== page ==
Hair of the Dog?

WTF is this designed to accomplish, except to give Obama something to crow about in one or two news cycles while doubling down on the same kind of practices that got the housing market and banks into the current mess?  This reminds me so much of the final days of the government in Atlas Shrugged.  Fannie and Freddie are bankrupt?  Well, lets do the same thing to the FHA, just to save our sorry government jobs for a few weeks longer.

The Federal Housing Administration is heading toward a taxpayer bailout, yet the president's latest mortgage modification plan would further increase the agency's exposure to risky mortgages. Mark Calabria calls it a "Backdoor Bank Bailout."The administration's plan would encourage borrowers who owe more than their house is worth to refinance into FHA-insured mortgages. Therefore, the risk of a future foreclosure on these mortgages would fall to the government and taxpayers instead of private lenders.

A recent study from economists at New York University found that the FHA is underestimating its risk exposure. One of the problems is that the FHA isn't properly accounting for the risk to underwater FHA mortgages that have been refinanced into new FHA mortgages. So it's hard to see how the president's plan to refinance private underwater mortgages into FHA mortgages won't further exacerbate the situation.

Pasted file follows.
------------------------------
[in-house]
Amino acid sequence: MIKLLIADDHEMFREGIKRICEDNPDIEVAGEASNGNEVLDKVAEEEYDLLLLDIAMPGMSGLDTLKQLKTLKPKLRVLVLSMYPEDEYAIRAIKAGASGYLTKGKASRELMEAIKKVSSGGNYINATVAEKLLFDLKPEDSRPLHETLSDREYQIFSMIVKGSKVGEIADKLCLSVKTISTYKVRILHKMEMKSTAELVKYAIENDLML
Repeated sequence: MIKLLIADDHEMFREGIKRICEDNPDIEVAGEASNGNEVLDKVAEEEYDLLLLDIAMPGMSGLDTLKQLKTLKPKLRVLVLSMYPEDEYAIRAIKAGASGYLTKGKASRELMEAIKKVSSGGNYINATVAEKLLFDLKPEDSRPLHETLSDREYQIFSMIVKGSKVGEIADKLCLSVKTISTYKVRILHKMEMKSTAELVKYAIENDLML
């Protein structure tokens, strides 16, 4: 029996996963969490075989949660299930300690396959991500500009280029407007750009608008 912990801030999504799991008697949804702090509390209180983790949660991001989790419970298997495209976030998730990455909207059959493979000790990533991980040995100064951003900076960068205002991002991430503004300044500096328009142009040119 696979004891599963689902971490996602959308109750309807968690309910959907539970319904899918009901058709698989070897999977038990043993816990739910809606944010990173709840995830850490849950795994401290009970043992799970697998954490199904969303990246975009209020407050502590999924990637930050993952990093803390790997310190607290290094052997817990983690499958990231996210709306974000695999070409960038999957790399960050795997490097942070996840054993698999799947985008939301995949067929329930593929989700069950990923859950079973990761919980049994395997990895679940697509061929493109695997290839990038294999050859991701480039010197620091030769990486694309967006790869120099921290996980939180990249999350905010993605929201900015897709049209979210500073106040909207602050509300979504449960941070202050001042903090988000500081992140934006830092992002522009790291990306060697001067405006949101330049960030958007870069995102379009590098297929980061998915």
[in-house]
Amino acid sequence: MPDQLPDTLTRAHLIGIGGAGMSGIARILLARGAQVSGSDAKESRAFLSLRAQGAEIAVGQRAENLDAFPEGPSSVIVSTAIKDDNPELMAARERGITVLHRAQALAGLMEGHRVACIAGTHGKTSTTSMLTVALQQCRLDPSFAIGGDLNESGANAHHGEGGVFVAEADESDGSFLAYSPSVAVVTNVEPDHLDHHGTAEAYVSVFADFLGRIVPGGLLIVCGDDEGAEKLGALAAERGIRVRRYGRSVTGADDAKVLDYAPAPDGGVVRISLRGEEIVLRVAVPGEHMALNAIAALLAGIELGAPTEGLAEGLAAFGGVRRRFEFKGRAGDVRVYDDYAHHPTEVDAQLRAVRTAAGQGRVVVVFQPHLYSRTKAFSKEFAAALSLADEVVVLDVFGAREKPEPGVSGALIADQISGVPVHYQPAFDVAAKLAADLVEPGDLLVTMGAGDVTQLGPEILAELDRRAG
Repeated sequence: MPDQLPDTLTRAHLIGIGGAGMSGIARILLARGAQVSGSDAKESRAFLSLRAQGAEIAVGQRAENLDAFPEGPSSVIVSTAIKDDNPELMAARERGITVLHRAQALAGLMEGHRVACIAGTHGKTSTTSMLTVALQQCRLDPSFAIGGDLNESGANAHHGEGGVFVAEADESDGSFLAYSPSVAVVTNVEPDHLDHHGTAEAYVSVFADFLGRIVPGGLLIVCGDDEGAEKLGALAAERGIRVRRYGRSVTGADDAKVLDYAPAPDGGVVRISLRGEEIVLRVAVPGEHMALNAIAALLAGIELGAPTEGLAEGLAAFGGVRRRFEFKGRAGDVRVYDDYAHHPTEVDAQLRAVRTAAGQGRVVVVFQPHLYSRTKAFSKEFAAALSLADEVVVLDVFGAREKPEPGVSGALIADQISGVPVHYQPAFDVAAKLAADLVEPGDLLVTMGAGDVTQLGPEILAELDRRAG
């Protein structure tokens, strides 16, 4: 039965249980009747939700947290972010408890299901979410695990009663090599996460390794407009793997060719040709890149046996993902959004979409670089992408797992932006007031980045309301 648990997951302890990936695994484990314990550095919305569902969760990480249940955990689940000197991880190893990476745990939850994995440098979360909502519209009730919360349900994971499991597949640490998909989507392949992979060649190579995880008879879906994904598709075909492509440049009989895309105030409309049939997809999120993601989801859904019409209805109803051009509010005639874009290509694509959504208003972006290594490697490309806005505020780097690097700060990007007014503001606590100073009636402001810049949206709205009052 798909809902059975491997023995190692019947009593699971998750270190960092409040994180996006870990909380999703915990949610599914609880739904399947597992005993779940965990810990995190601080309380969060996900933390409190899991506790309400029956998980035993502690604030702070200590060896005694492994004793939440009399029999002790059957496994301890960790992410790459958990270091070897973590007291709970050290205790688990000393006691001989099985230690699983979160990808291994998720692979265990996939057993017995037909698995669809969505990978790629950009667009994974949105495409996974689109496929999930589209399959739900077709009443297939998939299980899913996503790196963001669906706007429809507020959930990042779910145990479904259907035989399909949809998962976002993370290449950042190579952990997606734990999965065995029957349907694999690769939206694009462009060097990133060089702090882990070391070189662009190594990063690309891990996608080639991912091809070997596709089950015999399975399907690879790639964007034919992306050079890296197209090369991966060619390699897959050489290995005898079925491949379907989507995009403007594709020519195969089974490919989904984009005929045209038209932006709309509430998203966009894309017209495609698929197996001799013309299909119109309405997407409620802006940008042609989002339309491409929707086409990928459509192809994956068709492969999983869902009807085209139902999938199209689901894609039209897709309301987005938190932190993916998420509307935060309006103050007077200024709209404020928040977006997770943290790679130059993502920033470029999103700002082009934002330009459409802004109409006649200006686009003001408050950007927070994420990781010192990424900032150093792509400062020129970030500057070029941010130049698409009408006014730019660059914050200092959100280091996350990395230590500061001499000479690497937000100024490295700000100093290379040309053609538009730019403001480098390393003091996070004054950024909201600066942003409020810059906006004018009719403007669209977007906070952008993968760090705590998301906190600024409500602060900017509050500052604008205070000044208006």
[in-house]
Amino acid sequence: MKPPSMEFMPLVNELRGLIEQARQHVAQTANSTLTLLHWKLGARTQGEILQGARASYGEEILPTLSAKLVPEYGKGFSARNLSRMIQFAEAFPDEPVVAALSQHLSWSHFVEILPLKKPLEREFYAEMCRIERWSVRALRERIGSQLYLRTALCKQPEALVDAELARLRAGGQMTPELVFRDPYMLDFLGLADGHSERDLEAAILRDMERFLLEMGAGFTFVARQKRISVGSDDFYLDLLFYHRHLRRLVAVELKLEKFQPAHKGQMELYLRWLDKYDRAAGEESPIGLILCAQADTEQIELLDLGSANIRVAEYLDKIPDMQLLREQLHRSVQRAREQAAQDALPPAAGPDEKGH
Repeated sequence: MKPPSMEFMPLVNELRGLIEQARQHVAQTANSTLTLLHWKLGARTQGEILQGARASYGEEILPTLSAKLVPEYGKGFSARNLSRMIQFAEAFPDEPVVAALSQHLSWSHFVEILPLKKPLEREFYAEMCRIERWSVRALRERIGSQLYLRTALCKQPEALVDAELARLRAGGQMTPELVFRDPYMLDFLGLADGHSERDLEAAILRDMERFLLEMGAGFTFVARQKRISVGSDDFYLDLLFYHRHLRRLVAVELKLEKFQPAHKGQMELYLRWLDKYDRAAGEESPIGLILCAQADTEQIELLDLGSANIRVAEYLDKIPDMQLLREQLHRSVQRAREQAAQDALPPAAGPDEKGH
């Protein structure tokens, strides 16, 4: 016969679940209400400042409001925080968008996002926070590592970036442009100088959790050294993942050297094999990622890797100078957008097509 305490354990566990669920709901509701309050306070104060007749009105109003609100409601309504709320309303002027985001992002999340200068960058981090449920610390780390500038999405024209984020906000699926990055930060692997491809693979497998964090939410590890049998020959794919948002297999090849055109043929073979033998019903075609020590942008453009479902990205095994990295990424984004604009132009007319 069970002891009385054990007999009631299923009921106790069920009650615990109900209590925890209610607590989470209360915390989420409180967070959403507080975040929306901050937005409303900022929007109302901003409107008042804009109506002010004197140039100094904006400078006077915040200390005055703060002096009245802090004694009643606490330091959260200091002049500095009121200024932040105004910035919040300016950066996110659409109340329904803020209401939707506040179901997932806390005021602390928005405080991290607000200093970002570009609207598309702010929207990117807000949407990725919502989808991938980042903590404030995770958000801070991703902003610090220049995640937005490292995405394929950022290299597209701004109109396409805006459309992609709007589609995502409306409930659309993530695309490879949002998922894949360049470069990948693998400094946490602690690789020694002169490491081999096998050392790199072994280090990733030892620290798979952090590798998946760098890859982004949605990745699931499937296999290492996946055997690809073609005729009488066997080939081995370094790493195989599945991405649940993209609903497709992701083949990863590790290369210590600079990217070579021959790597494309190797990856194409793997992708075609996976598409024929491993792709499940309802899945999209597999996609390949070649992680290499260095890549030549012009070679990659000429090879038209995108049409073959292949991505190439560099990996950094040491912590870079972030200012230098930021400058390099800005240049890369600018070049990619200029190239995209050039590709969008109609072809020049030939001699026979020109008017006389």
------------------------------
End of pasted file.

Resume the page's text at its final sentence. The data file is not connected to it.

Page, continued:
Only The Taggart Building Will Be Spared

One of the images I remember form reading Atlas Shrugged was of darkened skyscrapers, as the government forced the closure of the upper stories of buildings to save energy.  Only building owners with political pull were excepted.  It seems San Francisco is following a similar plan:

Turn the lights out -- or pay.

That's the message of legislation being revived by Board of Supervisors President David Chiu, who will introduce a measure Tuesday mandating that skyscrapers turn off all nonemergency lights at night as a way to save energy. The introduction comes just days before Earth Hour Saturday, in which people are urged to turn off their lights for an hour at 8 p.m.

The legislation is essentially a new run at a law introduced a year ago by former board president Aaron Peskin that ultimately withered after strong opposition by the Building Owners and Managers Association of San Francisco. (We couldn't reach them by press time Monday). Peskin's proposal mandated building owners turn the lights out, or face administrative fines, but it was criticized as difficult to enforce. Chiu actually pushed Peskin to introduce that legislation, he said.

I would have assumed that if electricity consumption were really so high and so useless, that building owners would have had sufficient reason on their own to turn lights off.  After all, isn't it already turn the lights out or pay?  Unless of course electricity is free in SF.

One problem poorly understood by academics and government officials is that many folks outside of government actually work longer than a 9-4 work day.  As it happens, I am in my office tonight, likely until midnight, catching up on some things I could not with the phone ringing off the hook all day.  The only time I have ever occupied prime downtown real estate in an office tower was when I consulted with McKinsey & Co., and I can say for sure that there was seldom if ever a night when there weren't people in the office working well past midnight  (unfortunately, I was often one of them, which explains why my consulting career outlasted the birth of my first kid by only as long as it took me to find a new job).